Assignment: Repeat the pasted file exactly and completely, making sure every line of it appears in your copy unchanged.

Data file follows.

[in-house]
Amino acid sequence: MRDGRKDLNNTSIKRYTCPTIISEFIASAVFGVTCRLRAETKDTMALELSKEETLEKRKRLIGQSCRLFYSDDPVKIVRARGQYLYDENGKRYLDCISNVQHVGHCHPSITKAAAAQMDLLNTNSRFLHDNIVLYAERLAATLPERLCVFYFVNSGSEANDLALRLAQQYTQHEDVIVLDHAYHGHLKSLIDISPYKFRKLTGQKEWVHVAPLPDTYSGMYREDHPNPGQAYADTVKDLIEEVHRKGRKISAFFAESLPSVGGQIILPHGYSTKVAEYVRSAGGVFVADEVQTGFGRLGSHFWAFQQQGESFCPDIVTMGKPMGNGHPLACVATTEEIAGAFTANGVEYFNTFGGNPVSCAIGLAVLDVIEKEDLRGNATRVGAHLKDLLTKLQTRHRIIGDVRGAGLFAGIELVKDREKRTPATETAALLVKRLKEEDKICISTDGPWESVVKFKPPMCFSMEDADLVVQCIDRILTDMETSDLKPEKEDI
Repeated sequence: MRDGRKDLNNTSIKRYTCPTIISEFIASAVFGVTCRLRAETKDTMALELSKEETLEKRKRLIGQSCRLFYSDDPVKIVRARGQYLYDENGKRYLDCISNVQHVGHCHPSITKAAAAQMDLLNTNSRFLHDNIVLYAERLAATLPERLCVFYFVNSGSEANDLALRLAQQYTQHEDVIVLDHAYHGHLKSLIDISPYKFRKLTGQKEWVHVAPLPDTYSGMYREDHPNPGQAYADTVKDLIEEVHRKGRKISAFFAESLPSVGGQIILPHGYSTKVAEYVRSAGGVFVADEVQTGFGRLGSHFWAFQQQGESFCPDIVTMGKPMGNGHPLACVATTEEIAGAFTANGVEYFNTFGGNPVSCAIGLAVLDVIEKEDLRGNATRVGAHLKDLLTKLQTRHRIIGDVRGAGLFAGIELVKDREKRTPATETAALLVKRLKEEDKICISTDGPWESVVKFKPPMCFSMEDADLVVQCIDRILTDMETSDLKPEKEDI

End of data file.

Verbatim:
[in-house]
Amino acid sequence: MRDGRKDLNNTSIKRYTCPTIISEFIASAVFGVTCRLRAETKDTMALELSKEETLEKRKRLIGQSCRLFYSDDPVKIVRARGQYLYDENGKRYLDCISNVQHVGHCHPSITKAAAAQMDLLNTNSRFLHDNIVLYAERLAATLPERLCVFYFVNSGSEANDLALRLAQQYTQHEDVIVLDHAYHGHLKSLIDISPYKFRKLTGQKEWVHVAPLPDTYSGMYREDHPNPGQAYADTVKDLIEEVHRKGRKISAFFAESLPSVGGQIILPHGYSTKVAEYVRSAGGVFVADEVQTGFGRLGSHFWAFQQQGESFCPDIVTMGKPMGNGHPLACVATTEEIAGAFTANGVEYFNTFGGNPVSCAIGLAVLDVIEKEDLRGNATRVGAHLKDLLTKLQTRHRIIGDVRGAGLFAGIELVKDREKRTPATETAALLVKRLKEEDKICISTDGPWESVVKFKPPMCFSMEDADLVVQCIDRILTDMETSDLKPEKEDI
Repeated sequence: MRDGRKDLNNTSIKRYTCPTIISEFIASAVFGVTCRLRAETKDTMALELSKEETLEKRKRLIGQSCRLFYSDDPVKIVRARGQYLYDENGKRYLDCISNVQHVGHCHPSITKAAAAQMDLLNTNSRFLHDNIVLYAERLAATLPERLCVFYFVNSGSEANDLALRLAQQYTQHEDVIVLDHAYHGHLKSLIDISPYKFRKLTGQKEWVHVAPLPDTYSGMYREDHPNPGQAYADTVKDLIEEVHRKGRKISAFFAESLPSVGGQIILPHGYSTKVAEYVRSAGGVFVADEVQTGFGRLGSHFWAFQQQGESFCPDIVTMGKPMGNGHPLACVATTEEIAGAFTANGVEYFNTFGGNPVSCAIGLAVLDVIEKEDLRGNATRVGAHLKDLLTKLQTRHRIIGDVRGAGLFAGIELVKDREKRTPATETAALLVKRLKEEDKICISTDGPWESVVKFKPPMCFSMEDADLVVQCIDRILTDMETSDLKPEKEDI